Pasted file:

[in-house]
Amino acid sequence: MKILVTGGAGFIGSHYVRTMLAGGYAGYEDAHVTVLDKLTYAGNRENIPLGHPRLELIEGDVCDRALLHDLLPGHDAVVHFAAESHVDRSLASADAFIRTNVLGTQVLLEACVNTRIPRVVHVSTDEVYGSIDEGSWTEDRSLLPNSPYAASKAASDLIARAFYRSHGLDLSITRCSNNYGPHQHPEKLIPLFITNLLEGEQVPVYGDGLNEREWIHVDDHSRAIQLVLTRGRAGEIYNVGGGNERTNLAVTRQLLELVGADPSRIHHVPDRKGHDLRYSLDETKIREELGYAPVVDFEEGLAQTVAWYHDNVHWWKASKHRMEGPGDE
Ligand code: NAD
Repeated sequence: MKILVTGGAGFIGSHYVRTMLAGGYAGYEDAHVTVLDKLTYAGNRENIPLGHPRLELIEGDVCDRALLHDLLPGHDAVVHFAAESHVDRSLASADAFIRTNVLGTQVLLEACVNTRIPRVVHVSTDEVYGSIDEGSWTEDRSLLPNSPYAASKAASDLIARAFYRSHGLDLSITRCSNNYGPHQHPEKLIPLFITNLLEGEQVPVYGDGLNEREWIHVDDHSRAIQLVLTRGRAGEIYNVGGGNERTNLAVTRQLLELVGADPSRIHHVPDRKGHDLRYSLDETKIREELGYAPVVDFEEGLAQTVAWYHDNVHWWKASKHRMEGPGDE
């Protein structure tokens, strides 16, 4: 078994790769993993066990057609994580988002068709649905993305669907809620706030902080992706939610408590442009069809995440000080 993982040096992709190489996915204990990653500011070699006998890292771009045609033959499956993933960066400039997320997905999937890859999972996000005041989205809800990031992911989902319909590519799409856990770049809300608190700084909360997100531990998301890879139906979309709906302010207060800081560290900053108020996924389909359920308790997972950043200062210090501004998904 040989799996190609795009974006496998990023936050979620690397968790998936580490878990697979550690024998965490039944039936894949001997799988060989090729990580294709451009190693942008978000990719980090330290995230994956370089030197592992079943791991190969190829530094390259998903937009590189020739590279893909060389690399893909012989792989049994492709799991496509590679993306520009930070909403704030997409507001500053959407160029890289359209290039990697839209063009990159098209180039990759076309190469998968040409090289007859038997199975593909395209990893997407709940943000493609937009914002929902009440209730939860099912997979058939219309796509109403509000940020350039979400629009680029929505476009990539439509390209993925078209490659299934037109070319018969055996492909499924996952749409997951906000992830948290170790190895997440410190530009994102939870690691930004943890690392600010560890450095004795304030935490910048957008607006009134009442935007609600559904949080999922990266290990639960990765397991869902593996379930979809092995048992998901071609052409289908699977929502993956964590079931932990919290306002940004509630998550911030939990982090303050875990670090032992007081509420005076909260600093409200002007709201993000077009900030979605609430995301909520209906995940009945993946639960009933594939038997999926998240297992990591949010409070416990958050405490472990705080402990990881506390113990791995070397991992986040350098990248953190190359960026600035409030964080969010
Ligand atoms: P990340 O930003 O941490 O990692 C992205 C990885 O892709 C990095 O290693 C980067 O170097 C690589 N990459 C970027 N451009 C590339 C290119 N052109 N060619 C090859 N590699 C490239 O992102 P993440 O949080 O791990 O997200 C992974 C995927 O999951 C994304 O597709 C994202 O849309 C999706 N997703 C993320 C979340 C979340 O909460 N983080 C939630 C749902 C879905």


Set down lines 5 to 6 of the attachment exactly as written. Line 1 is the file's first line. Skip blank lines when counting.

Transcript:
């Protein structure tokens, strides 16, 4: 078994790769993993066990057609994580988002068709649905993305669907809620706030902080992706939610408590442009069809995440000080 993982040096992709190489996915204990990653500011070699006998890292771009045609033959499956993933960066400039997320997905999937890859999972996000005041989205809800990031992911989902319909590519799409856990770049809300608190700084909360997100531990998301890879139906979309709906302010207060800081560290900053108020996924389909359920308790997972950043200062210090501004998904 040989799996190609795009974006496998990023936050979620690397968790998936580490878990697979550690024998965490039944039936894949001997799988060989090729990580294709451009190693942008978000990719980090330290995230994956370089030197592992079943791991190969190829530094390259998903937009590189020739590279893909060389690399893909012989792989049994492709799991496509590679993306520009930070909403704030997409507001500053959407160029890289359209290039990697839209063009990159098209180039990759076309190469998968040409090289007859038997199975593909395209990893997407709940943000493609937009914002929902009440209730939860099912997979058939219309796509109403509000940020350039979400629009680029929505476009990539439509390209993925078209490659299934037109070319018969055996492909499924996952749409997951906000992830948290170790190895997440410190530009994102939870690691930004943890690392600010560890450095004795304030935490910048957008607006009134009442935007609600559904949080999922990266290990639960990765397991869902593996379930979809092995048992998901071609052409289908699977929502993956964590079931932990919290306002940004509630998550911030939990982090303050875990670090032992007081509420005076909260600093409200002007709201993000077009900030979605609430995301909520209906995940009945993946639960009933594939038997999926998240297992990591949010409070416990958050405490472990705080402990990881506390113990791995070397991992986040350098990248953190190359960026600035409030964080969010
Ligand atoms: P990340 O930003 O941490 O990692 C992205 C990885 O892709 C990095 O290693 C980067 O170097 C690589 N990459 C970027 N451009 C590339 C290119 N052109 N060619 C090859 N590699 C490239 O992102 P993440 O949080 O791990 O997200 C992974 C995927 O999951 C994304 O597709 C994202 O849309 C999706 N997703 C993320 C979340 C979340 O909460 N983080 C939630 C749902 C879905």